Climbing STD rates call for new approaches: 2 million new cases of syphilis, chlamydia and gonorrhea

Chloe DeVitis, Asst. Op Ed Editor

      A recent article from CNN revealed studies showing that in 2016 there was an increasing trend of higher STD rates in the United States. With a whopping 2 million more reports of syphilis, chlamydia and gonorrhea, the Center for Disease Control (CDC) is struggling to find effective and proactive interventions.

      Chlamydia, syphilis and gonorrhea are the only bacterial STDs that need to be reported to the CDC by law, so this doesn’t even take all STDs into account. These diseases have the ability to stick around even when you think you’ve gotten rid of them, causing long term damage that can effect fertility, multiple body organs, increased chance of contracting HIV or even death (CNN).

     David Harvey, the executive director of the National Coalition of STD Directors, was interviewed and asked why these devastating numbers are not deflating. He responded, “Funding cutbacks for prevention, education and healthcare programs, and an ongoing debate about sex education for young people, with cutbacks in that arena, particularly from this administration, and a rise in social media dating apps have all continued to rise” (CNN). With half of the cases reported effecting people from ages 15 to 24, this only makes sense.

     I would say one of the most important factors in the cause of climbing STD rates is the relationship triangle between parents, religious institutions and health professionals. It appears that most parents who tend to be very religious are under the impression that their children will not be having sex until being in a long-term relationship, or even marriage.

     When this type of belief is common among particular areas it affects how and when sex education is taught in schools. Many schools have permission slips to send home to parents, asking them if they permit their children to learn about sex, reproductive health or STDs. If this is about informing kids on safe sex practices to avoid health problems in the future, then why give the choice to rob them of that information? This process typically stems from religious or overprotective parents.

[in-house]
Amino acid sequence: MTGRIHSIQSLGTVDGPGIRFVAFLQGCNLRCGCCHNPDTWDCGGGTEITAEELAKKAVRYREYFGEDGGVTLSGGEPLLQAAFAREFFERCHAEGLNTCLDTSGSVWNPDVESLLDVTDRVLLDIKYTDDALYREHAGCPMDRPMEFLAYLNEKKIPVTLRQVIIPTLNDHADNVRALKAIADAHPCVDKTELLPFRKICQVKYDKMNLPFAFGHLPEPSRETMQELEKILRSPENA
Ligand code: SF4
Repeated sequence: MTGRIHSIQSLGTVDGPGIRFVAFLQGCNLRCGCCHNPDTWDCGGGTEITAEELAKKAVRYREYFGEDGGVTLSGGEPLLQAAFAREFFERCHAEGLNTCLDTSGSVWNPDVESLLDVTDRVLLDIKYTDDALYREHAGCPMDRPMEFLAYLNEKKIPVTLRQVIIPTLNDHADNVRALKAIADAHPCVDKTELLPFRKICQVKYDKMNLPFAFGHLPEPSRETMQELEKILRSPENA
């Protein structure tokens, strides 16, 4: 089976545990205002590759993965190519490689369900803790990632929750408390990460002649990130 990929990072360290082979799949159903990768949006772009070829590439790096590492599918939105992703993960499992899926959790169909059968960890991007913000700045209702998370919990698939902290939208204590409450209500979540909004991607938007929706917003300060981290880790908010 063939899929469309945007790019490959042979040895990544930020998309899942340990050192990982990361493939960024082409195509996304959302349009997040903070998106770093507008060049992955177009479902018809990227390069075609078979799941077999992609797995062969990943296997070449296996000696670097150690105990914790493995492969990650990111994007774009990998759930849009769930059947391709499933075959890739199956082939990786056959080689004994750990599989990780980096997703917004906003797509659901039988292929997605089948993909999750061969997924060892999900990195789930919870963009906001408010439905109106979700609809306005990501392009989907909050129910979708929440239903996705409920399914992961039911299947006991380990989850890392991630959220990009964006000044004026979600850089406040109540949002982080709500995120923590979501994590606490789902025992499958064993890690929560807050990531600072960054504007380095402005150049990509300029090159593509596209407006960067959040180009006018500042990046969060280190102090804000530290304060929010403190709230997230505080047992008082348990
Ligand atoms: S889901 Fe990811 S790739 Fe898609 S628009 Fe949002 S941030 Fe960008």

Health professionals encourage teaching kids at a young age to prevent bad choices that negatively affect their health or the health of others in the future. However, people have different ways of viewing health and safe sex that might differ from health professionals. Religion often effects the way individuals perceive and make choices for their health and this lack of communication is where problems grow.

     With smartphones, dating apps and the Internet in general, there becomes a strong disconnect between how the younger generations are growing up versus how our parents grew up. We see our friends on dating apps, and we see talk about sex on the Internet and on TV. These are some of the reasons why it is not as easy nowadays to fit into the “abstinence only” lifestyle, especially when you get into a relationship.

     There are added pressures in the lives of younger generations to fit in and almost all of them are through our smartphones. When kids are being told one thing by their parents or religious leaders, but another thing by the media and their peers, this can create an identity crisis or feelings of inadequacy.

     Of course, while funding and healthcare also raises difficulties with STDs, it is even more difficult when there is a debate between religious groups and health professionals and their influences on parents. This may very well be an ongoing debate that will never end. The real question is, will there be any new approaches to see these STD numbers decline? Hopefully we will see a solution in the near future.

Chloe is a senior Anthropology and German major. She is the BU Democrats Communications Coordinator and German Club Secretary. She is a staff writer for The Voice